Live Review: Harry James Angus, The Twoks

23 November 2017 | 10:59 am | Ching Pei Khoo

"I love Melbourne. In what city could a guy like me stand outside a church and sing 'Kill The Priest'?"

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As tonight's opening act, The Twoks play no small part in setting the scene with Xani Kolac's kinetic turn on the electric violin and vocals, and Mark Leahy on the drums giving their absolute best despite the withering humidity. If anyone could get a car park full of heat-stunned audience members to crouch down and jump up on the count of three, and the sharp twang of her violin, it would be Kolac and her irrepressible grin.

"I love Melbourne. In what city could a guy like me stand outside a church and sing Kill The Priest?" To clarify, we are in the St Patrick's Cathedral car park, diagonally opposite Flinders Street Station, and these are words spoken by Harry James Angus. A bedecked Christmas tree in Federation Square is lit up behind us as we train our attention toward an outdoor stage coolly nestled by the tall, protective arms of the church where the trumpet player extraordinaire and Cat Empire fixture is publicly debuting his new album with a ten-piece band. Although a few lucky private gigs have recently previewed this material, Angus still has a brief visit from opening night jitters.

Angus starts out a little shaky, his voice barely rising above the squawking seagulls circling overhead and taking prime vantage point among the gargoyles of the gothic church tower. Famed for his inexhaustible lung capacity behind the trumpet, it is refreshing to see Angus as the frontman and lead vocalist here. He fully recovers by the second verse of Kill The Priest, however (or the sound engineers did some rapid recalibrating), and barring a few fine-tuning signals everything rolls smoothly for the rest of the evening.

"These are songs flavoured with gospels but about Greek mythology," Angus says in the opening. He could have added that he throws in everything from jazz, ragtime, swing, blues, soul, funk, doo-wop and anything in between. Thematically, Angus is bang-on for consistency as every track features a well-known character from the Greek classics - the Minotaur, Prometheus, Achilles, Persephone and Odysseus to name a few. Whether through calculated brevity or heavy pauses, his storytelling at the start of each number sets the scene and pays dividends - the entire audience hangs transfixed onto his every word as though we are six-year-old children and we even beg for him to continue on when he inquires self-consciously during the first half of the night if he's boring us. The songs that follow richly extend and enhance the famous tales.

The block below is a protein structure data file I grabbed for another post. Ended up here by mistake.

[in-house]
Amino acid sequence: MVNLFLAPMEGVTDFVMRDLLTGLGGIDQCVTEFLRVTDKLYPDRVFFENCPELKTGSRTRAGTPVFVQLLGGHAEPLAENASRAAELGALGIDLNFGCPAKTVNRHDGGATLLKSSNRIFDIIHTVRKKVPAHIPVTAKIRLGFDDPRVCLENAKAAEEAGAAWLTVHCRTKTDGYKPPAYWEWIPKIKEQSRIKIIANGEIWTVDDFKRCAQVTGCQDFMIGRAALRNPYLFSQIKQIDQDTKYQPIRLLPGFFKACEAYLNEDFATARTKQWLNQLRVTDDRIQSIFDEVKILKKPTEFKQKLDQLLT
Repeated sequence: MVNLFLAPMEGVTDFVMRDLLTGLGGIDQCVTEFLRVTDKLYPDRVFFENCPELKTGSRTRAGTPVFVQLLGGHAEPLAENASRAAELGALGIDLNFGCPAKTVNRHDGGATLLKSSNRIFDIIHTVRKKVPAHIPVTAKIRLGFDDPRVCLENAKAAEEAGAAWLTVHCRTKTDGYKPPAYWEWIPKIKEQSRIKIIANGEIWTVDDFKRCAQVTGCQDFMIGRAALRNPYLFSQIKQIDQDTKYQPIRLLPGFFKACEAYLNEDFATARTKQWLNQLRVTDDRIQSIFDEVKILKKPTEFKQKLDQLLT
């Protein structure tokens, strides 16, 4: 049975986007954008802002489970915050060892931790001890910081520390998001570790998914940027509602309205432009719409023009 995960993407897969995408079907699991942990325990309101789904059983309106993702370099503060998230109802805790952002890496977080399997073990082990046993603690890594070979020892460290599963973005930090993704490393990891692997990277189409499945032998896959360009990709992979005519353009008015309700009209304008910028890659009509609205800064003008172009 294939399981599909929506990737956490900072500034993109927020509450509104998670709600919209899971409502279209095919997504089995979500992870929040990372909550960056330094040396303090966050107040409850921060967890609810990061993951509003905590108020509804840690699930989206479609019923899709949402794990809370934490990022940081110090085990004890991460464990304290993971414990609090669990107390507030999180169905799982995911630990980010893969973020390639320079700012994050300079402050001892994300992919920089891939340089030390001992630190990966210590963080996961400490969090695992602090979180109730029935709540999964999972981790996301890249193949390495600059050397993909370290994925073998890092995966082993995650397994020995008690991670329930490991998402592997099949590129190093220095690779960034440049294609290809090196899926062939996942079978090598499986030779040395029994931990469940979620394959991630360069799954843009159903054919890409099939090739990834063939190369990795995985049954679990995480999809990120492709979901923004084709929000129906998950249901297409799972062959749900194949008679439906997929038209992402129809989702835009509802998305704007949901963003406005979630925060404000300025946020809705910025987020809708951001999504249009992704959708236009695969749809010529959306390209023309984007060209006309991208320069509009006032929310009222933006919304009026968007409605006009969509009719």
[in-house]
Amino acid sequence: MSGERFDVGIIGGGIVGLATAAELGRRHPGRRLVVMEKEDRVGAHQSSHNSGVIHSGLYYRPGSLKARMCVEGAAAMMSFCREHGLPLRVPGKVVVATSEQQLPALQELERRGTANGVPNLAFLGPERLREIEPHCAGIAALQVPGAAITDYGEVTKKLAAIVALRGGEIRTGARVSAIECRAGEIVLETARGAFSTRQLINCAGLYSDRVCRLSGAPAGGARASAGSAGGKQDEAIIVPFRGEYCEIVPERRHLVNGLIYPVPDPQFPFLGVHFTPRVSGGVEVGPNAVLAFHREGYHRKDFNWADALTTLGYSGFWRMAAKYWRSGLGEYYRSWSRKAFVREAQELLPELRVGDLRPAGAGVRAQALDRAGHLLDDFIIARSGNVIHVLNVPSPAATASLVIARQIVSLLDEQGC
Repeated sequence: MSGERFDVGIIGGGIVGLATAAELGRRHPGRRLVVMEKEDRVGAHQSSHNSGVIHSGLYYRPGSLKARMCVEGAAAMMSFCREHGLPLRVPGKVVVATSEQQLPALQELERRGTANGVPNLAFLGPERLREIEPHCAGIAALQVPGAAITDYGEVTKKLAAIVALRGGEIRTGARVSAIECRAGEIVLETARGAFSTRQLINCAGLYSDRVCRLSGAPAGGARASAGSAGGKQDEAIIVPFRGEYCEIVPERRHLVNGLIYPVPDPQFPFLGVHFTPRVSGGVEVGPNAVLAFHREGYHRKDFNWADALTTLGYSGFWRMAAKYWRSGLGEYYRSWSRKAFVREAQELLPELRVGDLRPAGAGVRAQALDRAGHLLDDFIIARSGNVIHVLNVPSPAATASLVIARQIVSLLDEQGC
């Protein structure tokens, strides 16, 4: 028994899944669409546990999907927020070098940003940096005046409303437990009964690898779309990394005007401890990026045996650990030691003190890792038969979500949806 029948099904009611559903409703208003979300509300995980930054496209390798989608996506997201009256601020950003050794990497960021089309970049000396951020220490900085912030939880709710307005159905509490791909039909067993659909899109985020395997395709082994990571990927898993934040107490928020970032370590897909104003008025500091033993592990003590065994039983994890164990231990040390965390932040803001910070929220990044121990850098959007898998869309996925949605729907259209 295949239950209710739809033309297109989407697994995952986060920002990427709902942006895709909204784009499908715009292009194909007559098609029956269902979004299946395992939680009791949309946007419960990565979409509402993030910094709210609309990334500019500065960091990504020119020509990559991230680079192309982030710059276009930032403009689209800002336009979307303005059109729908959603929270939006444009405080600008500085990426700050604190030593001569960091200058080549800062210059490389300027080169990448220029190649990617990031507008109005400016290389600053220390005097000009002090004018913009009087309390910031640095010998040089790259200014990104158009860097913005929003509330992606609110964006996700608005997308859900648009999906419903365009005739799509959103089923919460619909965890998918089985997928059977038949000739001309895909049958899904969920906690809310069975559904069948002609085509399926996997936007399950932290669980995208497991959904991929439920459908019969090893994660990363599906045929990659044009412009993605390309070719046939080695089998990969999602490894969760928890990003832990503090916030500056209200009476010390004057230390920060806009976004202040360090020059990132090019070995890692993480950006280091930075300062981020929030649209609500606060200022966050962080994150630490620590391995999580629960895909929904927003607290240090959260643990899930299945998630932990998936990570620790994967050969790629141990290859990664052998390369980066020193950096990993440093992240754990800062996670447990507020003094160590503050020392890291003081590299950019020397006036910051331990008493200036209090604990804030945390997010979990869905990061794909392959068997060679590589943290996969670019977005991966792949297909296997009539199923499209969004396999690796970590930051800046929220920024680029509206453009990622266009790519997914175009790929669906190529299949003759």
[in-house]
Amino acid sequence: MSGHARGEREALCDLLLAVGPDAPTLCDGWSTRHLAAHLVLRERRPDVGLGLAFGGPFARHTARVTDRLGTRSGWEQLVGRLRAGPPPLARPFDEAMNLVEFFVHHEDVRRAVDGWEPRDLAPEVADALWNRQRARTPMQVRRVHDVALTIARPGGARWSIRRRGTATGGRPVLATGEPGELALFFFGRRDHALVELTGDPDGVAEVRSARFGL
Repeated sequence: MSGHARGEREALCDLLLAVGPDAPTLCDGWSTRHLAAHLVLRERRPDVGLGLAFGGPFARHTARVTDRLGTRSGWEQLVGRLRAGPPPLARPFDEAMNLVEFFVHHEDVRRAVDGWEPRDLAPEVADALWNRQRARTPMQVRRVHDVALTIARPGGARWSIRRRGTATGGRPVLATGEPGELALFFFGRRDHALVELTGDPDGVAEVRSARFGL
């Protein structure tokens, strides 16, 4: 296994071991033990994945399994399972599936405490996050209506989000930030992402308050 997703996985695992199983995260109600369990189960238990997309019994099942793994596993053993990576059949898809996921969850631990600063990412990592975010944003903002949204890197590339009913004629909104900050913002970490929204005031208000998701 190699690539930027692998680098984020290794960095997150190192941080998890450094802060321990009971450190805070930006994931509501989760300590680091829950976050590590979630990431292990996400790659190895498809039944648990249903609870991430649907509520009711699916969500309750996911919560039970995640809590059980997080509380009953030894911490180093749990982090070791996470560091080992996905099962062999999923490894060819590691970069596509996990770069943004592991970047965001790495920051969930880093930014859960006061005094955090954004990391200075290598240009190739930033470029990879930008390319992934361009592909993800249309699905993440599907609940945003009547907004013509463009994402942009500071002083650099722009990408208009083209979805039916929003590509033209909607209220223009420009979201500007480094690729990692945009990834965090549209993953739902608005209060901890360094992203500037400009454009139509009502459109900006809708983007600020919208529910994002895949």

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The Lotus Tree ("a song about addiction and forgetting") is as close to a revelation as one could experience. It is haunting and meditative, with the power to completely remove any sense of time and space, just as its fictional namesake did. Angus' whistling solo in the bridge is the crowning glory. He Took The Fire is toe-tapping gospel rock, while Paper Faces - a song about travelling to the Hades underworld and crossing The River Of The Dead is a cheerful soul number. Struggle With Glory is short on spoken words, but features Angus' trumpeting with a dash of mariachi notes. To close the night, I Saw Red is a hearty blend of jive and boogie with Angus giving his scatting a good workout.

With four back-up vocalists and a bevy of talented musos at the grand piano, organ, drums, double bass, trombone and guitar, Angus' debut was manna to the soul and befitting of this venue at the heart of Melbourne Music Week.